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Harris appointment revisits 'dark and painful chapter' — Ontario Regional Chief seeks apology

Archibald seeks a 'formal apology to First Nations, not only from former Premier Mike Harris but from all former Premiers who have left the work of Ipperwash unfinished.'
Archibald Harris
Ontario Regional Chief RoseAnne Archibald and former Premier Mike Harris.

NORTH BAY — Ontario Regional Chief RoseAnne Archibald says Mike Harris' selection to the 2020 Order of Ontario has "opened up an unhealed wound for First Nations," and sees it as an opportunity for the Ontario Government to "renew their focus on completing the work of the Ipperwash Inquiry for the purposes of maintaining good relations and a revitalized path forward that is focused on healing."  

Archibald tells BayToday, "The Order of Ontario is to celebrate accomplishments and lasting legacy within Ontario and beyond. Mike Harris's accomplishments and actions as Premier in 1995 represent a dark and painful chapter in First Nations' true shared history with Ontario. I am reaffirming my request for the Government of Ontario to take this moment to defer the nomination until all the work of the Ipperwash Inquiry is completed and fully implemented. "

The Harris appointment is facing scorn by various opponents — including tens of thousands who have supported online petitions. Anishinabek Nation Grand Council Chief Glen Hare stated in the wake of the Harris appointment, it was an "insult to First Nations people across Ontario."

See related story: Opposition to Harris' Order of Ontario appointment

Archibald stresses implementing the inquiry's findings is "one step on the road to healing the wounds of First Nations and will undoubtedly be a step in the right direction of true reconciliation. Part of completing the work of the Inquiry would be a formal apology to First Nations, not only from former Premier Mike Harris but from all former Premiers who have left the work of Ipperwash unfinished."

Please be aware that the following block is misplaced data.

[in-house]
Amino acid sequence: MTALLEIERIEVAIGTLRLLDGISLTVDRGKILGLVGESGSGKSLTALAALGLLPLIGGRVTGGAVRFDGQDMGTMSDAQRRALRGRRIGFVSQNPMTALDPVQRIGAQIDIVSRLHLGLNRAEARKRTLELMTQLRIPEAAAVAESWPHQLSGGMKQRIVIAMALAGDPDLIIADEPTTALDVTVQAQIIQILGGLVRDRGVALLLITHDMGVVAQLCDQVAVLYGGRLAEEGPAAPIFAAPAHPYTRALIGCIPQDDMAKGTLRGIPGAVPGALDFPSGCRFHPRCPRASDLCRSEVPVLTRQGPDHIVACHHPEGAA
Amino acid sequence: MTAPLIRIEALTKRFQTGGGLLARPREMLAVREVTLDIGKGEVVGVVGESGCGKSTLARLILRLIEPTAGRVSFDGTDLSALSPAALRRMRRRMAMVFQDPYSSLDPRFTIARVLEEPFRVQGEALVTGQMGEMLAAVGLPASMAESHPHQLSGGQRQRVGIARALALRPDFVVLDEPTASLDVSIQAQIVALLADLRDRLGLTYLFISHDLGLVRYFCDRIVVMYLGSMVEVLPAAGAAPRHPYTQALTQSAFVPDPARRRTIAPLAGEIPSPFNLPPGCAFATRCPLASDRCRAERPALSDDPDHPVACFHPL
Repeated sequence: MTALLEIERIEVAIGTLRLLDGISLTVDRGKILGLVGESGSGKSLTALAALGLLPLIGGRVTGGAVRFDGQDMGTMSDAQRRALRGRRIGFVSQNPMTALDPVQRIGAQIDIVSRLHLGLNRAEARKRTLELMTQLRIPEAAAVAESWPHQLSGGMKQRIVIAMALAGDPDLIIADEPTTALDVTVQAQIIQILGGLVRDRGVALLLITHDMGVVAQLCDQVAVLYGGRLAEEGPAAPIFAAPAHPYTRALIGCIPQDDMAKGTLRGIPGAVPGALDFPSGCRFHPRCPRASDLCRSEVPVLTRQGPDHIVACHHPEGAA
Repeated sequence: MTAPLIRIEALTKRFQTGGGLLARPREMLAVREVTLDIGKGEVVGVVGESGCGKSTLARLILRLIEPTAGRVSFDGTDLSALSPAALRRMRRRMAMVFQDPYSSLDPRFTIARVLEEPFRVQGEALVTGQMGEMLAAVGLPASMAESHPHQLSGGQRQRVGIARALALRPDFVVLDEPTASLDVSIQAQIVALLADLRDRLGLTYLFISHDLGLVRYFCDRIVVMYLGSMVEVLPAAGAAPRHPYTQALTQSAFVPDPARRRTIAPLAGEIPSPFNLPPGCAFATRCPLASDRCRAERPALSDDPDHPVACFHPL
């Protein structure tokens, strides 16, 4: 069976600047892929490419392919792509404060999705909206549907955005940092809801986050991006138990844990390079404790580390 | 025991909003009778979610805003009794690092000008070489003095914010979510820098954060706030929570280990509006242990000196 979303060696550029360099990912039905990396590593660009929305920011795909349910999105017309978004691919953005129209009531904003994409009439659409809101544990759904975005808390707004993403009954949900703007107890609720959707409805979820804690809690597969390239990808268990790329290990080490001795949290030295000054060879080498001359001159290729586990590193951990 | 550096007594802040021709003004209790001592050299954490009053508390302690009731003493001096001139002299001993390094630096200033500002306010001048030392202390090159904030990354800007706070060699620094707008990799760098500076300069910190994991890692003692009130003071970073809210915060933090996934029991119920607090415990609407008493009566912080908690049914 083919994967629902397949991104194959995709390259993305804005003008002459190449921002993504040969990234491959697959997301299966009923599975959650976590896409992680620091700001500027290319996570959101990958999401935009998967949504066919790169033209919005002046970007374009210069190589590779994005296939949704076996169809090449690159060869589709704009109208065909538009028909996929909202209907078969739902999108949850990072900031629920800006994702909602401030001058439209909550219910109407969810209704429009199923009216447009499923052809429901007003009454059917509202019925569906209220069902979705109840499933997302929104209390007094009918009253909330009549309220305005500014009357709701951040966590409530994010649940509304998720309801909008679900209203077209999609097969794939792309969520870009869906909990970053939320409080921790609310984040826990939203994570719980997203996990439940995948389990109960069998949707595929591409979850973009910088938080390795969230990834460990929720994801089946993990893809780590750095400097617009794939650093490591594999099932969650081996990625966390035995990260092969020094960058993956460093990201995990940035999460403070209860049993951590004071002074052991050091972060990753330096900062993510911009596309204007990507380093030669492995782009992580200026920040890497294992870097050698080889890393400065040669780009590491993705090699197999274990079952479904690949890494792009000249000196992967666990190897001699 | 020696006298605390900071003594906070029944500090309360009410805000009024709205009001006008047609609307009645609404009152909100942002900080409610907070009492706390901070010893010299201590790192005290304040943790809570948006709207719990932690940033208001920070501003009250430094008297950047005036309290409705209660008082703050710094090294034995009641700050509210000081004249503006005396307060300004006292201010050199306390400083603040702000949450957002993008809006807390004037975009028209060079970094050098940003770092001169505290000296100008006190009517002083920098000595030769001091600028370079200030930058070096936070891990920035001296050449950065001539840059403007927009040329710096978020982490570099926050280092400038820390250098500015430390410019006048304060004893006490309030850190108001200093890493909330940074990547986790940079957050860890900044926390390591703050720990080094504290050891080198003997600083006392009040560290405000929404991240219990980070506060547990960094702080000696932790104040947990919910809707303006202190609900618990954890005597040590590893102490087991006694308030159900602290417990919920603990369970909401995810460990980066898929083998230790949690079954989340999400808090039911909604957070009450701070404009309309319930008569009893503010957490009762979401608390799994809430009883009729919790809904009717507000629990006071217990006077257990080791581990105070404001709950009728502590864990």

Archibald advises, "During the 1995 Ipperwash crisis, the events that took place revealed the embedded, systemic racism that runs within much of Canada. The Order of Ontario is intended to honour individuals whose exceptional achievements have left a lasting legacy in the province, in Canada, and beyond. This announcement is hurtful to First Nations in Ontario." 

According to the provincial government's website, "The Order of Ontario is the province’s highest honour. An Ontarian who has shown outstanding qualities of individual excellence and achievement in any field is eligible to be appointed."

An advisory council consisting of the Chief Justice of Ontario, the Speaker of the Legislative Assembly, the Secretary of the Cabinet and up to six additional members of the Order of Ontario appointed to the council by the Premier reviews the nominations and recommends candidates to the Lieutenant Governor for appointment to the Order of Ontario.

Archibald notes Harris was the Progressive Conservative Ontario Premier of the mid-1990s who oversaw the 1995 Ipperwash crisis when unarmed Dudley George was shot dead by a police officer as First Nations protesters occupied Ipperwash Provincial Park.

See also: Ontario First Nations mark 25 years since Ipperwash crisis, death of protester

"A healing path is needed today," says Archibald. "The Ipperwash Inquiry shed light on the instances that led up to Dudley George’s death and laid the foundation for a path to reconcile our differences; however, it was abandoned and, therefore, remains unfulfilled. It is important that collectively, First Nations and the Government of Ontario create a healing space where we can reconcile the painful moments from our shared history."

The Chiefs of Ontario is a political forum and a secretariat for collective decision making, action, and advocacy for the 133 First Nation communities located within the boundaries of Ontario.

Archibald concludes, "First Nations have always been committed to peaceful sharing of the lands and wealth with settlers. To maintain good relations and prevent further instances like these from happening, I encourage the Ontario Government to take this opportunity to make our mutual dreams of safe, healthy and vibrant communities a reality."





Stu Campaigne

About the Author: Stu Campaigne

Stu Campaigne is a full-time news reporter for BayToday.ca, focusing on local politics and sharing our community's compelling human interest stories.
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